Personalized breast cancer screening, based on a person’s genome, would help doctors identify ten times more women at high risk for the disease.

Professor Jacques Simard has a dream. The holder of the Canada Research Chair in Oncogenetics at Université Laval and a researcher at the genomics centre of the CHU de Québec-Université Laval Research Centre wants to be able to predict every woman’s risk for breast cancer using only a saliva sample and information on her lifestyle. Currently in Québec, screening for breast cancer is done by mammography administered to women 50 to 69 years of age and to younger women with a family history of the disease.

Despite these precautions, however, a number of women at high risk for breast cancer slip through the cracks. In response, Pr. Simard is proposing to predict the individual risk for this cancer by using DNA testing and identifying each woman’s risk factors. The goal? To be able to identify the highest possible number of women at high risk and monitor them closely.

Risk based on genetics, not just age

In Québec, one in eight women will develop breast cancer during her lifetime. This risk increases with age: 8 in 10 cases of breast cancer are diagnosed after the age of 50. This is why Québec’s public screening program focuses on women in this age group.

Pr. Simard is no stranger to this area of study. In the mid-90s, he spearheaded an international research which found that women with BRCA 1 and BRCA 2 genetic mutations were 10 times more at risk for the disease. It is precisely because of this genetic anomaly that actress Angelina Jolie opted to undergo a double mastectomy in 2013. Women with family members who have had breast or ovarian cancer can take a simple blood test in a specialized clinic to check if they have the mutations. Thanks to Pr. Simard’s work, women with an elevated risk are now closely monitored by MRI and mammography in order to identify any potential signs of cancer very early on.

This first type of personalized screening helped millions of women around the world better assess their risk for breast and ovarian cancer. However, age and genetic mutations of BRCA 1 and BRCA 2 (about 1 in 400 women) are not the only risk factors involved. “At the moment, the majority of women at a high risk do not carry these mutations. This suggests that other genes or anomalies are at play,” explains Pr. Simard.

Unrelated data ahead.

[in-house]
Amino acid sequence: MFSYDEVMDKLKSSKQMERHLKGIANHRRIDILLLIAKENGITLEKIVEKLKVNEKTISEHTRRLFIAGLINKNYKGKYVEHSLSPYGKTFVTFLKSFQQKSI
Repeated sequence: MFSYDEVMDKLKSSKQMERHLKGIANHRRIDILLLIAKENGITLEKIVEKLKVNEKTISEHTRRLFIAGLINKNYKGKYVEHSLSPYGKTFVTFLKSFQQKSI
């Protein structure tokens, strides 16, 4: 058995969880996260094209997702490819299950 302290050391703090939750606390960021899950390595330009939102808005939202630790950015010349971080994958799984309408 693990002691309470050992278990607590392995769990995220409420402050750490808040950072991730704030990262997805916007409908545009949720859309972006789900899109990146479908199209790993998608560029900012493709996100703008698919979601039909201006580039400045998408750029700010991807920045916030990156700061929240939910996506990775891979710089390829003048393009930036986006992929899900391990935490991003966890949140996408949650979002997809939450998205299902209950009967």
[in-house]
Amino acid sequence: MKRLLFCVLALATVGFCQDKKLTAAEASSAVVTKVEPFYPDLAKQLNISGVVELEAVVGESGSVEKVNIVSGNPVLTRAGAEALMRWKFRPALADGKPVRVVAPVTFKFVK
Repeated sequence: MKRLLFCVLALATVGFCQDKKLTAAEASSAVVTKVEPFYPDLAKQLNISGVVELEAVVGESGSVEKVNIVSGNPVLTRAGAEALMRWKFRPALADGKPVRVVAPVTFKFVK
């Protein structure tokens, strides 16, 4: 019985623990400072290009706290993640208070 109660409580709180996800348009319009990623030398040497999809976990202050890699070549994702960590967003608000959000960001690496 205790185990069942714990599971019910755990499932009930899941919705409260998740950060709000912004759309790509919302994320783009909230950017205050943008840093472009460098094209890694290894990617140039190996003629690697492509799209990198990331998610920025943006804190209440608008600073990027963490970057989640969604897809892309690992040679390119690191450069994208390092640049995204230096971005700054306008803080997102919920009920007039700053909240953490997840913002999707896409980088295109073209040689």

A variable risk

In 2017, Pr. Simard announced that he had found 72 new genetic markers specific to breast cancer, for a total of 180 discoveries to date. Unlike mutations that prevent a gene from functioning, these markers are genetic variations that modify the role of certain genes. “Each of these variations, taken individually, only slightly increase the risk for breast cancer. But if a woman has many of them, her risk goes up significantly,” he says. This is in addition to other known risk factors, such as breast density (determined by mammography) and certain lifestyle habits (alcohol intake, exercise, etc.).

To identify women with the highest risk, Pr. Simard and his colleague Anna Maria Chiarelli, researcher at the University of Toronto, and a major international research team are hard at work sequencing the genes of 10,000 women —  half of whom have breast cancer — in the hopes of discovering new genes and new rare or common genetic variations involved in the development of the disease. Their discoveries will then be validated among 100,000 women — half of whom have breast cancer — to determine the risk associated with each of the anomalies discovered. The end game? To elaborate and validate a multi-gene test that would include the new breast cancer markers.

 To know or not to know

Of course, implementing this very personalized screening test for all women is not without its share of challenges. Will women agree to the screening? If so, how will they react to the results? What are the ethical and legal issues at stake? Will this approach improve the status quo and reduce the disadvantages associated with mammography screening? Jacques Simard and his colleagues hope to find the answers among the 10,000 women currently being monitored by mammography as part of the research project.

While Pr. Simard is convinced that personalized screening will save lives and reduce the cost of treatment through early detection, he believes that the approach must be properly managed: “For precision medicine to succeed, we need to make sure that genetic information is well explained and accompanied by actions that are beneficial for the patient, for example, medical follow-up tailored to the women found to be at a higher risk.”